Friday, September 18, 2020

Most novels have an easily understood point to make to the reader, do your stories ever have more subtle or intuitive themes?

I do not have a clue as to ow ths unannounced new bloggin software (formerly Blogger) now POS is going to look after I try to create this post.You cannot find out where to enlarge the font. POst will be, perfoce, short. Back to the main theme. I think most good novels have enough complexity to contain subtle or intuitive themes. My current WIP, tentatively titled, "Lizzie, Bender Ledoux" is set in a small Mennonite community in South Central Kansas. Lizzie tries to be a good citizen and a good Mennonite, but she has a yen for movies and everything French: novels, songs, language, everything. She learned French in school to prepare for becoming a missionary for the Mennonites and she was sent to the Belgian Congo in 1936. When war broke out, the missionaries had to leave due to the danger of being torpedoed at sea. Lizzie reluctantly returned to Kansas, married a wonderful man, not a Mennonite, left the church and came back five years later in 1948 after being widowed. She was not able to have children and this has been her great burden. At heart, she is a rebel and trying hard to walk the straight and narrow path, but her new obsession is the current movie "Moulin Rouge," set in the dance halls of Paris. It's never stated, but rebellion is another theme. Family is still another. Lizzie watches out for her brother with epilepsy. She is close to her sister and the rest of the family and helps with the harvest and the canning. Lizzie refuses to marry anyone who is not as cultured and educated (college degree) as she is. Currently no one meets this qualification, and in her small community, it's unlikely she'll ever find anyone. In the opening scene, Lizzie doesn’t realizing that a brutal murder is taking place in the parking lot while she is dancing to the jukebox. Lizzie meets the cop on the case and offers her theories and suggestions. He seems amenable to them. She gets involved in finding the murderer, and is also taken with the cop, but he is married. Her longing for a mate (and as a Mennonite, this must be a husband) is unspoken throughout most of the novel. Lizzie stays busy in the community, but busy is not the same thing as fulfilled. She has always wanted to go to Paris and that is another wish unfulfilled. Because it is Kansas, food and feeding one’s loved ones well is important. Feeding people demonstrates love. I don’t want to give the whole story away, but you may have an idea where things are headed. Apologies for just one photo. The new software is awful and the print is so tiny I can’t see the typos. Forgive?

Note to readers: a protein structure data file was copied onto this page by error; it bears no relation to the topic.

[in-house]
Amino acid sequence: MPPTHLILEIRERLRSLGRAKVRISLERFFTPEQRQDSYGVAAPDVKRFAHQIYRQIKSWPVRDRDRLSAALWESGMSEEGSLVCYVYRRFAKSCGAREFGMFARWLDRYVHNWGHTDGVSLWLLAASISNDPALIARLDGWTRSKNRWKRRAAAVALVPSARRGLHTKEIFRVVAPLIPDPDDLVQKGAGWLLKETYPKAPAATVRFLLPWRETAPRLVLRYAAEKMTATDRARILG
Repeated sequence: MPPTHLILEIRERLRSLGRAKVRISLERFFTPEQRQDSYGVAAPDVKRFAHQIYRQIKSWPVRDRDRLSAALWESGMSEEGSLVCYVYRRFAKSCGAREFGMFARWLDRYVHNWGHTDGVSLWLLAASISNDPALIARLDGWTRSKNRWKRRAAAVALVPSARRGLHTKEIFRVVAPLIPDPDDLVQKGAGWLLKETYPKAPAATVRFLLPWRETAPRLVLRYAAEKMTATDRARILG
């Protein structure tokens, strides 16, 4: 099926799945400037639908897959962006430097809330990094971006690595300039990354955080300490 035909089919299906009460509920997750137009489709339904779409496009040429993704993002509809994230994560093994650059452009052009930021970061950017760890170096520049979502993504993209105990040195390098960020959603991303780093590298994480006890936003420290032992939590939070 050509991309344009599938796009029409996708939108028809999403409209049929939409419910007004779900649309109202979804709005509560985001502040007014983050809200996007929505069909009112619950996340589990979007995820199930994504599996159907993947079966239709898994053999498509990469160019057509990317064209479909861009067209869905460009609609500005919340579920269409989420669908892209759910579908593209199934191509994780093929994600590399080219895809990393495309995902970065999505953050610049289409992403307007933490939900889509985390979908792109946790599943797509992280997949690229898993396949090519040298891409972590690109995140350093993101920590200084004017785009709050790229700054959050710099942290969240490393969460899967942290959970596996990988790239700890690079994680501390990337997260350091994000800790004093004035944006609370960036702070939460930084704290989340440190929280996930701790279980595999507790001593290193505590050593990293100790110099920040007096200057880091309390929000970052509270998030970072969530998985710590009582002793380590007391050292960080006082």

The bloggers below are hopefully not fighting to use the “new and improved” Blogger software. ROTFL Take a look at their thoughts on this subject. And thanks to Rhobin for managing this group blog. Skye Taylor Vines Judith Copek Diane Bator Fiona McGier Dr. Bob Rich Anne Stenhouse Victoria Chatham Helena Fairfax Rhobin L Courtright<


  1. Anonymous2:54 AM

    Judy, I share your frustration with "improvements" to software. I think those people born with a silver byte in their mouths don't know no nothin' about how it affects ornery people.
    Your description of Lizzie also speaks to me. And I do think you must have hidden, subtle themes in there that will get readers in.
    Bob Rich

  2. As I consider this months topic I think your statement that there are themes to all stories is true. Maybe we don't go looking for them but they are still there. Some more obvious and some hidden until we delve deeper. Good luck with the new software. Thankfully for me my website host doesn't have troubling options and when I do get stuck, it's a small host and I always get a personal and immediate response to help me out.

  3. I think you pointed out something very true, aspects of love, family, and friendship along with hardships and the main character's personality are often intuitive themes in many stories.

  4. Ah, yes, the New Blogger. I had a problem with the links, too. Of course the Blogger help is no use whatsoever. :(.

  5. That's nothing! I spent more than 2 weeks trying to get a simple thing resolved over the summer! Finally I had to have an on-line support person who went to her supervisor, then the next higher-up person, and they were able to instruct me as to how to do what I needed to do. It was quite simple, really--one of my sons had set up my website 11 years ago when he was home from college. Now he's married with 2 sons, and has never had anything to do with my website--but he was still showing up as the owner! Over 2 weeks of emails, phone calls, etc! I know we're dependent on it, but I HATE technology! It's NOT intuitive to me!


    Okay, yes, you're right about themes being integral to our characters. It's part of why the readers connect with them and grow to care about them.

  6. Hi Judy, I don't use blogger but I do know about other techie malfunctions.
    I think your current wip character sounds fascinating and I hope, as the aithor, you cut her some slack before the end. anne

  7. This sounds like an intriguing story. I didn't know too much about the Belgian Congo until I saw a movie called Palm Trees in the Snow. It was quite enlightening. And I totally agree with you on Blogger's upgrades. The site now is not as user-friendly and frustrating because it takes so long to figure it out.


Your comments are always welcome!